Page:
Although the coating of this invention can be employed im impart excellent corrosion, erosion and abrasion resistant properties to parts made of various materials, it has its most beneficial use in coating parts where thermal expansion may be a problem and whose use requires a minimum amount of fragmentation of the coating or where fragments must be of small size. It is in connection with parts made of low carbon steel and stainless steel that the greatest problem or difficulty has been encountered in forming a protective coating. The present invention contributes to solving this problem. Additionally, the coatings of the present invention have been found to be especially advantageous for parts which are utilized where ammonium sulfate presents a corrosion and/or erosion problem.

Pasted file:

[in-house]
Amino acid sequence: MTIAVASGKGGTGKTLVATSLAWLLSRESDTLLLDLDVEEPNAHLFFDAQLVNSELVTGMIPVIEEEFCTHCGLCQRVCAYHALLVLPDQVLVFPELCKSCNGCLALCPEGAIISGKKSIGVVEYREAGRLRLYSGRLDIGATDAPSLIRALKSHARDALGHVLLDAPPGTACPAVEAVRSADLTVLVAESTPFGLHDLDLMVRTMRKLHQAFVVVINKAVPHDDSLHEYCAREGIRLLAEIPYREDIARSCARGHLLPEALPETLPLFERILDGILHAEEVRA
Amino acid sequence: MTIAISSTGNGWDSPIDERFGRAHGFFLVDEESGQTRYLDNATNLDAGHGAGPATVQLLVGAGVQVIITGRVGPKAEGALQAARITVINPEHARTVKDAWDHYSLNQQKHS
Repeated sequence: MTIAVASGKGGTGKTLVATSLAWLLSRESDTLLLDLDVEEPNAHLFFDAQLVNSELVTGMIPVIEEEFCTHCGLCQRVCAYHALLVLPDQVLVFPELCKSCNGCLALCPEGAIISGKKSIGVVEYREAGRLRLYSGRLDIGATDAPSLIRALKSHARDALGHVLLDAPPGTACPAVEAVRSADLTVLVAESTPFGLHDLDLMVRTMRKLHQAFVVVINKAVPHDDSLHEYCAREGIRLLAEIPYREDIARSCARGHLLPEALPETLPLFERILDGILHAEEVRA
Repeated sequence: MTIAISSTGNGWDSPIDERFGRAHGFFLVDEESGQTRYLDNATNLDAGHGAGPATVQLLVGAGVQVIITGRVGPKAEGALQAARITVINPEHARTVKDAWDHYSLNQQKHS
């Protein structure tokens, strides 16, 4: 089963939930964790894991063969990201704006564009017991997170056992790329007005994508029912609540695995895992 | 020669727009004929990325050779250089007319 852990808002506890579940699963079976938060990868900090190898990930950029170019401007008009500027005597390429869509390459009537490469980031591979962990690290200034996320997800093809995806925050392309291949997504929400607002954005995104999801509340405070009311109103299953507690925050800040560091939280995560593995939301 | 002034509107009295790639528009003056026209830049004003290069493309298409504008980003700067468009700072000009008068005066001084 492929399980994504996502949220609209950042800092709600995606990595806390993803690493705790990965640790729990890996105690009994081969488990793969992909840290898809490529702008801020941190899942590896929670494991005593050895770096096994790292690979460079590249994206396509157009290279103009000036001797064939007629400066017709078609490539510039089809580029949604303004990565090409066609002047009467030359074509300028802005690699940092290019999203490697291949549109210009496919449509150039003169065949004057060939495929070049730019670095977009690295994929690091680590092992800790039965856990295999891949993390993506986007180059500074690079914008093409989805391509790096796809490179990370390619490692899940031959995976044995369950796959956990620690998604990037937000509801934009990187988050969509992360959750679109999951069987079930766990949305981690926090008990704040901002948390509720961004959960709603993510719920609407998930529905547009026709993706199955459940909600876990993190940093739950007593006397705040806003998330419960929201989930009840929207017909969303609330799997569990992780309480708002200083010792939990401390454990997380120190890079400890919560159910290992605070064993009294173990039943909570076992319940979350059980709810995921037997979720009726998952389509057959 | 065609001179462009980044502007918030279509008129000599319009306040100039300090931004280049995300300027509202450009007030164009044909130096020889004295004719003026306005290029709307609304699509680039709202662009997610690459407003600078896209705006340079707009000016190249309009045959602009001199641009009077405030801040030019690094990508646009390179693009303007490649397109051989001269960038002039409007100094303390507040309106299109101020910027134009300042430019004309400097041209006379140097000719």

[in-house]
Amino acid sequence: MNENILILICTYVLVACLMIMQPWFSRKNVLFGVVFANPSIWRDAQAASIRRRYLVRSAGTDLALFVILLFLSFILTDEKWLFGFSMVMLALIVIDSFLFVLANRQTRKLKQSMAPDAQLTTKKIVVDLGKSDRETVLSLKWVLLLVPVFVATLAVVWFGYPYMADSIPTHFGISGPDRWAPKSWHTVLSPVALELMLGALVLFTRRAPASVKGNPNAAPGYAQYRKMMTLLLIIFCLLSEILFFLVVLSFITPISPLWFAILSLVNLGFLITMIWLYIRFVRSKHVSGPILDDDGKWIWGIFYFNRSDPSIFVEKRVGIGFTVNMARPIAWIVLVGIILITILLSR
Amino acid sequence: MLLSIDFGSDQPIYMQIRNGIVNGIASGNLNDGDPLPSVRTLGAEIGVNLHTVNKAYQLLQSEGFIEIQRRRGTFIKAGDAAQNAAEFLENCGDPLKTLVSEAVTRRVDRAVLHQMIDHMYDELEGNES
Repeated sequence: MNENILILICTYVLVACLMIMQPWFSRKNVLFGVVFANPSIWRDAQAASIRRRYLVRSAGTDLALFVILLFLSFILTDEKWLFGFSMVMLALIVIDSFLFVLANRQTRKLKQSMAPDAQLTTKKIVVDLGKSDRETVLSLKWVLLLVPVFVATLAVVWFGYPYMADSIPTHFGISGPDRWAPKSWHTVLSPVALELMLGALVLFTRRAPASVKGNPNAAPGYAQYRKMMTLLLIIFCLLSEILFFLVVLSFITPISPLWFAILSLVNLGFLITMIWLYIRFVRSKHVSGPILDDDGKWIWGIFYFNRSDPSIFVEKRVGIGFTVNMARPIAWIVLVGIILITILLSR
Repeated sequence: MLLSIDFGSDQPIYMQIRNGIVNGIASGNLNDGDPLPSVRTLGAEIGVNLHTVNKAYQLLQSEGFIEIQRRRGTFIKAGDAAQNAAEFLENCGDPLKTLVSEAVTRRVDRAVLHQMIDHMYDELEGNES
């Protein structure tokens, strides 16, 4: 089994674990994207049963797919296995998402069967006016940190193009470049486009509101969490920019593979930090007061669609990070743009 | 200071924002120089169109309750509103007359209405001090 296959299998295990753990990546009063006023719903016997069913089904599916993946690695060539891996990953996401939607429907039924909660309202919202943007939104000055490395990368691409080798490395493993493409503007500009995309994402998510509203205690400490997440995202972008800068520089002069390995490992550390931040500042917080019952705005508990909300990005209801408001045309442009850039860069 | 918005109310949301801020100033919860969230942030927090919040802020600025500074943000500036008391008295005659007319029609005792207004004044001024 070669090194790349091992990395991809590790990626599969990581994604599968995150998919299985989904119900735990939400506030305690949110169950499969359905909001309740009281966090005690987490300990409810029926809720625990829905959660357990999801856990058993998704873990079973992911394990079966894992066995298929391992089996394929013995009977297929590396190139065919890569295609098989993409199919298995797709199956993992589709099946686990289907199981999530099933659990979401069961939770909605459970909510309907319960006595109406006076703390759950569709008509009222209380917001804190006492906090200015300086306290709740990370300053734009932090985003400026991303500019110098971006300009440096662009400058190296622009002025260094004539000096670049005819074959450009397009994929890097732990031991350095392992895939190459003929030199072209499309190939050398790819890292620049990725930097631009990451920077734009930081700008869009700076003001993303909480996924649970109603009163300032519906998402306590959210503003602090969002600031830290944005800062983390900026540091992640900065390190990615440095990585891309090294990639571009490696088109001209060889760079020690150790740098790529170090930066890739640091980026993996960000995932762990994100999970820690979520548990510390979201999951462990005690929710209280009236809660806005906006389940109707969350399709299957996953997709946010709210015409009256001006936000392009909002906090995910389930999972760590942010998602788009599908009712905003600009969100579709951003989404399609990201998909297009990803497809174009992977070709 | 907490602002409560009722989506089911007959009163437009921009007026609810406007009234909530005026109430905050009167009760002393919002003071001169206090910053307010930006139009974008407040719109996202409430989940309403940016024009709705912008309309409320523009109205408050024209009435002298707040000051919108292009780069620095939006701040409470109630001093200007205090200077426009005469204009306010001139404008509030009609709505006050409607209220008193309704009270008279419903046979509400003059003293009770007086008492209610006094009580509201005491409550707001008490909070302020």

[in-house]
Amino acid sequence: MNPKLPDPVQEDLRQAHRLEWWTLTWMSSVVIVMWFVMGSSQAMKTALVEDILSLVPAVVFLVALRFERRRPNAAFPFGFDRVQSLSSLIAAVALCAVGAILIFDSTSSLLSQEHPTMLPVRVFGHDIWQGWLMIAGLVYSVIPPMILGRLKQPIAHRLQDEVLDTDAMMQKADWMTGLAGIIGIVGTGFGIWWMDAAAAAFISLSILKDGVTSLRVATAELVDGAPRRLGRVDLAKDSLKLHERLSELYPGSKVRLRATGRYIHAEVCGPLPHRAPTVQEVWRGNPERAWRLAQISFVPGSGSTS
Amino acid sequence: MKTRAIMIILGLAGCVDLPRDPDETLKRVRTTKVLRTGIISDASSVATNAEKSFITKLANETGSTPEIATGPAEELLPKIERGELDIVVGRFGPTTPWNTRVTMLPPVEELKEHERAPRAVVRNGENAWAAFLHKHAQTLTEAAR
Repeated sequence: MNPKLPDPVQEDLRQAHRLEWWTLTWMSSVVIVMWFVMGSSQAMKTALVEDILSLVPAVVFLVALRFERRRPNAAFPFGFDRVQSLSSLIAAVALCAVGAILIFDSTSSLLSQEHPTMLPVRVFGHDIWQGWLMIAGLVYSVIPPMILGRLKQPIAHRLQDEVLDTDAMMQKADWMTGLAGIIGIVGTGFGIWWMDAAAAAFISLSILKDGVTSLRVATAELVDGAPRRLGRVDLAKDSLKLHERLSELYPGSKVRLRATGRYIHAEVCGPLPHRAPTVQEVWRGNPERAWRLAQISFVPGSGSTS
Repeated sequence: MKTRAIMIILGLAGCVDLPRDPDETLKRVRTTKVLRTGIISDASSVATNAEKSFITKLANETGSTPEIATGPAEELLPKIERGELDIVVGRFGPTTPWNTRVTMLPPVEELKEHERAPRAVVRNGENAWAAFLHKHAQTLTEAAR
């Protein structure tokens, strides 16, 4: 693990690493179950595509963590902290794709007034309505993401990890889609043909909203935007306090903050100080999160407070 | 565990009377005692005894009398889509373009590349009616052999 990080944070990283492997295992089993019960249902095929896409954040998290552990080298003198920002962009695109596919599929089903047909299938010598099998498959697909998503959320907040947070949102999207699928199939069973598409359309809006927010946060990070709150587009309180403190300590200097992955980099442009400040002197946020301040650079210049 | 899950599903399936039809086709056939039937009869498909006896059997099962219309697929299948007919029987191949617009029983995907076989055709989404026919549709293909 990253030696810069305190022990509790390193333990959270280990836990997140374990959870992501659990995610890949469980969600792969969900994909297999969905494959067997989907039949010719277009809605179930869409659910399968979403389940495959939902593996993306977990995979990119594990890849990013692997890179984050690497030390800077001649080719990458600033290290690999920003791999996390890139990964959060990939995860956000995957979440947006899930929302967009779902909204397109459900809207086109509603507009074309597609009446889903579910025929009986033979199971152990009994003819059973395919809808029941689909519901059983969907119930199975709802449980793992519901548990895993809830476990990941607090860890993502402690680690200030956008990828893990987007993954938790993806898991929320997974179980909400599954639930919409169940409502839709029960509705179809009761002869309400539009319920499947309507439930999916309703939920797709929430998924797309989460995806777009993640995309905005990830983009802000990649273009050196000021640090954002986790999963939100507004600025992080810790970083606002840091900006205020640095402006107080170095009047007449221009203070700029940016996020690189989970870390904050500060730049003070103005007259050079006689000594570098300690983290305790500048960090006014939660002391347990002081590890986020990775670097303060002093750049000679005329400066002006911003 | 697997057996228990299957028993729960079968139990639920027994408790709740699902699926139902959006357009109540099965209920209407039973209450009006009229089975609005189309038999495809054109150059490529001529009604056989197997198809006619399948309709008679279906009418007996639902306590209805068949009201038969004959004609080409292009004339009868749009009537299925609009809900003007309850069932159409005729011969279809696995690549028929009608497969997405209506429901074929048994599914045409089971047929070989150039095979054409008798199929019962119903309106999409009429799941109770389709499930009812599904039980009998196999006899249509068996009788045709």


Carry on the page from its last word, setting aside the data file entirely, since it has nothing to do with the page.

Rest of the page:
It should be pointed out that in the preparation of the composition for forming the chromate/phosphate layer, the +2 and +3 valence metals are preferably used to introduce metal ions into the chromate/phosphate solution. Magnesium has been found to be outstanding for this purpose; however, zinc ion also is desirable. To achieve optimum bonding of the second or oxide layer to the first layer and optimum corrosion resistance of the entire coating, it is preferable that the metal ion concentration be at least about 1.5 moles per liter. Further, where the metal cation is all valance +2 or +3, and especially for magnesium as is preferred, it has been found desirable that the molar concentration of the metal ion not substantially exceed about one-half the total of the molar concentration of the phosphate and chromate (and/or molybdate) ions. At the same time, however, it is desirable that the metal ion concentration be at or approach this ratio of one mole per every two moles of phosphate plus chromate (and/or molybdate). For example, in the most preferred compositions where all the metal cation is +2 valence, specifically magnesium, the molar concentration of metal to phosphate to chromate is about 2 to 3 to 1.